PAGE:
Go is one of the four arts-along with music, calligraphy and painting-that scholars in ancient China pursued as a means of self-cultivation. In the painting Game of Go and Multiple Screens the second seated figure on the right observing the match is the Southern Tang emperor Li Jing (reigned 916-961). The other three men are his younger brothers. (courtesy of Yi-Hsin Publishing Co. Ltd.)
Said to date from the rule of the leg-endary emperor Yao, the game of Go is a crystallization of the wisdom of the Chinese ancients. In Chinese it is known as weiqi, or "surround chess"-one achieves victory by surrounding territory on the board. Although its rules are simple, its nuances are many. It is easy to learn but hard to master. The supercomputer Deep Blue defeated the world's greatest human chess player. But even today's computers are helpless when faced with the complex calculations required for Go. Even novice players can beat them.
As long ago as 1979 a system for professional Go players was established in Taiwan, but the field has suffered from a lack of comprehensive planning and management. Whether in terms of financial compensation or the training environment, Go in Taiwan has lagged behind the game in neighboring countries such as China, Japan and Korea. Yet in recent years there have been signs that Taiwanese Go is on the upswing: The Taiwan Chi Yuan Culture Foundation has been established with corporate support; the homegrown Go master Chou Chun-hsun won the first LG Cup World Baduk Championship; and a younger generation of Taiwanese Go players who moved to Japan, including Chang Hsu and Hsieh Yi-min, have also won important titles there.
On December 11, 2007, Taipei was basking under a warm sun-a rare joy in winter. Yet a cold and tense atmosphere suffused the Go room of the Taiwan Chi Yuan Culture Foundation on Taipei's Roosevelt Road. The Wangzuo Tournament, one of Taiwan's three major Go events, was underway there. The final was between Chen Shih-yuan, a seventh-dan professional, and Chou Chun-hsun, a ninth-dan professional and the 2006 Wangzuo champion.
Chen was last year's top performer in domestic Go championships, winning both the "Tianyuan" and "Guoshou" titles. Chou Chun-hsun, on the other hand, is generally acknowledged as the greatest of Taiwan's Go players, having won the 2007 LG Cup World Baduk Championship, which is held in Korea. The best-of-five match between Chou and Chen was receiving an extraordinary amount of attention within the Go community.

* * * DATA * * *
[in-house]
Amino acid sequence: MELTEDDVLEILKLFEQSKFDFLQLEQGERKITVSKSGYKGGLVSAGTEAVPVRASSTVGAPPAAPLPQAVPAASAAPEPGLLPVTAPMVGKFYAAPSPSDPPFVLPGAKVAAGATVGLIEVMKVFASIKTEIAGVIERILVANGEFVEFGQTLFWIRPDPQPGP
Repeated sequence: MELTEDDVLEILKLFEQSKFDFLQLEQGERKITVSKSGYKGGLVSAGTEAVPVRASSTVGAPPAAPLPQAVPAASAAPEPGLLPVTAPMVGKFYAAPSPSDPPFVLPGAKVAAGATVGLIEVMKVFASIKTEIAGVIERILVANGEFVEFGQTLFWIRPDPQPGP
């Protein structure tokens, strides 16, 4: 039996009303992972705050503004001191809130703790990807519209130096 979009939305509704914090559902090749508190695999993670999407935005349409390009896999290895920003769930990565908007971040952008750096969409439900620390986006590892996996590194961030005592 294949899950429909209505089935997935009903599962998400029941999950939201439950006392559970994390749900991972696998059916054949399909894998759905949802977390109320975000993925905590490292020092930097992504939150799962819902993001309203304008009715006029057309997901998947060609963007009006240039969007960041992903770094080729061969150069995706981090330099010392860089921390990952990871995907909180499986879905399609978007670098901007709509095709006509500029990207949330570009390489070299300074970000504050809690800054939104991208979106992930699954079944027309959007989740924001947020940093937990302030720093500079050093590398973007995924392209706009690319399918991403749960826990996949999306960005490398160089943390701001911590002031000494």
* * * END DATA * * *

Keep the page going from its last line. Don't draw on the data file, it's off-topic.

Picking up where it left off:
One false move...
At 10 a.m. sharp, the match began. The two competitors, who had long been in the Go room, nodded slightly to each other as a courtesy. Then, by guessing whether an odd or even number of pieces were in each other's hands, the players determined that Chou would be black. In Go black goes first, but because that is greatly advantageous to capturing territory, those who draw black cede six and a half "eyes" to white (an eye is a unoccupied spot on the grid surrounded by one's stones). The players change colors every game.
After thinking for a few seconds, Chou Chun-hsun quickly placed his first piece in the upper left "star position." (A star position is where the fourth vertical and horizontal lines from any corner of the board intersect.) Chen Shih-yuan also played his first white piece in a star position. These have become the most popular opening moves.
After about two hours, the lower right corner of the black side became a site of intense combat. Originally Chen's white pieces had the upper hand, but with move 49, Chou made an unexpected play that successfully blocked white's advance. At that point the match turned from white having a slight advantage to being evenly balanced. Whether because of the room's strong air conditioning or because he was nervous, the slightly built Chen put on a jacket. As he rested his chin on his right fist, his face betrayed a slight look of anxiety. Known as "the red-faced king of Go," Chou maintained his inscrutable visage-his eyes squinting ever so slightly, like an old monk in meditation.
Before the break for lunch, the two become engaged in another battle on the left side of the board. Set on victory, Chen overextended himself with moves 70 and 72, giving Chou an opportunity to gain the upper hand. Unfortunately for Chou, with move 97 he was unable to successfully surround the white, and on move 117, he made a bad mistake. From that point on, white steadily gained territory and black was in retreat. By move 210, Chou could see that the game was lost, and he conceded.
Victory or defeat